Pension Commission Hears Reports on Plan Health: The More Things Change...

The 2022 state pension plan valuation reports are out, and Commission members convened to hear from plan directors about the health status of the state’s pension funds and the legislative initiatives they plan to bring forward this year.   The Commission heard presentations covering the 3 plans administered by the Public Employees Retirement Association (PERA) serving local government employees; 4 plans under the Minnesota State Retirement System (MSRS) serving state employees; and the Teachers Retirement Association (TRA) serving licensed educators.   (The last remaining independent teacher plan, the St. Paul Teachers Retirement Fund Association, also presented)

As of July 1, 2022, collectively the state plans reported $12.2 billion of unfunded liabilities, meaning an additional $12.2 billion should have been in those plans on that date to pay for retirement benefits that have been already earned.   Individual plans differ in their reported funded status ranging from 103.2% (PERA Correctional) to 63.0% (MSRS Judges).   In dollar terms, TRA’s $6 billion of unfunded liabilities constitutes half of the total for the state plans.

These figures are all based on an assumed investment return of 7.5 % which is now the second highest in the nation.  (Only Mississippi is higher at 7.55%).  For the third consecutive year the plans’ actuary has stated the current 7.5% assumption, “deviates materially from the guidance set forth in Actuarial Standards of Practice.”   As the PERA executive director said, “in other words, it’s unreasonable.”  The actuary has recommended return assumption in the range of 5.64% - 6.84%.   In response, state pension plan boards are advocating for lowering the assumed return to 7.0% to make progress toward this objective.   Had this return been used in the 2022 valuation reports, reported state unfunded liabilities would have been totaled roughly $18.2 billion.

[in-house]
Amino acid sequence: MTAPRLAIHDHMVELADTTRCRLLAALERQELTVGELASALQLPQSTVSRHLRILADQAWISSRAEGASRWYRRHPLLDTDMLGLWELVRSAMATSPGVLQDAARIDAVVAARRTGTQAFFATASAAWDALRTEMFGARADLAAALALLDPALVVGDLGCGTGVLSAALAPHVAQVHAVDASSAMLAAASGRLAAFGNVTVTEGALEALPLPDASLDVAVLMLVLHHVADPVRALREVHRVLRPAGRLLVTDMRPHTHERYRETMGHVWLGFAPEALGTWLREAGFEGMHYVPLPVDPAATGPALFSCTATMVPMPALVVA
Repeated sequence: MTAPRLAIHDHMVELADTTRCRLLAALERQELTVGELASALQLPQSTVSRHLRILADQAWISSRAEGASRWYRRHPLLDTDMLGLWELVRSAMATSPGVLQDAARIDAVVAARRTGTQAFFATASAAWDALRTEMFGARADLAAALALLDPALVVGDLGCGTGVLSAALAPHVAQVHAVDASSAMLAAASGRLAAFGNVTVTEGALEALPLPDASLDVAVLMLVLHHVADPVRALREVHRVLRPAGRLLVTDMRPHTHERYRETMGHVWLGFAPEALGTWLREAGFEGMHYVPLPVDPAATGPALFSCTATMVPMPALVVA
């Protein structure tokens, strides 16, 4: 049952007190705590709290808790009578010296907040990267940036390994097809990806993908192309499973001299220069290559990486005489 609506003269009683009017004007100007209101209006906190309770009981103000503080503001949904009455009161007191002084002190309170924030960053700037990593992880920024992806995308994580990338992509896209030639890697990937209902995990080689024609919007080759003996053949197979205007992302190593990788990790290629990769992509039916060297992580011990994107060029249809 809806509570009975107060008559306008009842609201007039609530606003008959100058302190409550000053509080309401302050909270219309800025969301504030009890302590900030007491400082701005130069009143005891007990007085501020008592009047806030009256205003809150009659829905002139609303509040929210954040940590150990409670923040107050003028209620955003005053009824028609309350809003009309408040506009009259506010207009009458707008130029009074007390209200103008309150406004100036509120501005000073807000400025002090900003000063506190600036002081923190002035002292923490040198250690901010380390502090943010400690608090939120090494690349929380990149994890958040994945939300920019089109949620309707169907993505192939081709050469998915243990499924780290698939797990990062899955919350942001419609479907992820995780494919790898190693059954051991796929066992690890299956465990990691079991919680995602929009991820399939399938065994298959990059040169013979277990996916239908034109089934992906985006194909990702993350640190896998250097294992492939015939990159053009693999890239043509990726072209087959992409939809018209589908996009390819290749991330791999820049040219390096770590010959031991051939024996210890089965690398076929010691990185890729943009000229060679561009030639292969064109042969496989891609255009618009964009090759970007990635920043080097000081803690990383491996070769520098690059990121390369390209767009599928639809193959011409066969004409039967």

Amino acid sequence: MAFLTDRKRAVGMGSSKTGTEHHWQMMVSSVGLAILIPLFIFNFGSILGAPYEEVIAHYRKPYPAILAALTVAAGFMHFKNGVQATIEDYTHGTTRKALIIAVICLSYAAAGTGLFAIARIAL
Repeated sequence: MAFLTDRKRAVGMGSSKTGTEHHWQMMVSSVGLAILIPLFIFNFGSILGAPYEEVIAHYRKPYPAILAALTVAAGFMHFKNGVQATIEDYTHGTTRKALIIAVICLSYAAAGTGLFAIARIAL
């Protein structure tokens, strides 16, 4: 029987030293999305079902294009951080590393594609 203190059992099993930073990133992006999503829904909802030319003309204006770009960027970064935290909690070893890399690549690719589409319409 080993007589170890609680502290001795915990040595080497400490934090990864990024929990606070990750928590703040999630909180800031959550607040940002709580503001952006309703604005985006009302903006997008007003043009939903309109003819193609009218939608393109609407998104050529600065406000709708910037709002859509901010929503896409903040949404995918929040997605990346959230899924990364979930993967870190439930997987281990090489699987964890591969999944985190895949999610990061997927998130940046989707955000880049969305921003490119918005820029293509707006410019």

Plan directors noted that thanks to the plan changes enacted in 2018 and the extraordinary returns in 2021 most plans now report a “contribution sufficiency.”  That means current Minnesota employer and employee contributions are on track to pay for pension plans’ “normal cost”  -- the benefits employees will earn over the next year -- and paying off all the plans unfunded liabilities on or before the target full funding date of 2048, 25 years from now.   However, in 5 of the 8 state plans, contribution deficiencies would exist if the assumed return was lowered to 7%.

Having a target full funding -- or amortization -- date is meant to prevent intergenerational the transfer of current pension liabilities.   To accomplish this objective, the Government Finance Officers Association Standards of Best Practice states fixed pension amortization periods should “never exceed 25 years, but ideally fall in the 15-20 year range.”   Adopting GFOA best practice would likely trigger the other state funds to also report sizeable contribution deficiencies (with the possible exception of MSRS General Plan, the healthiest of the state plans).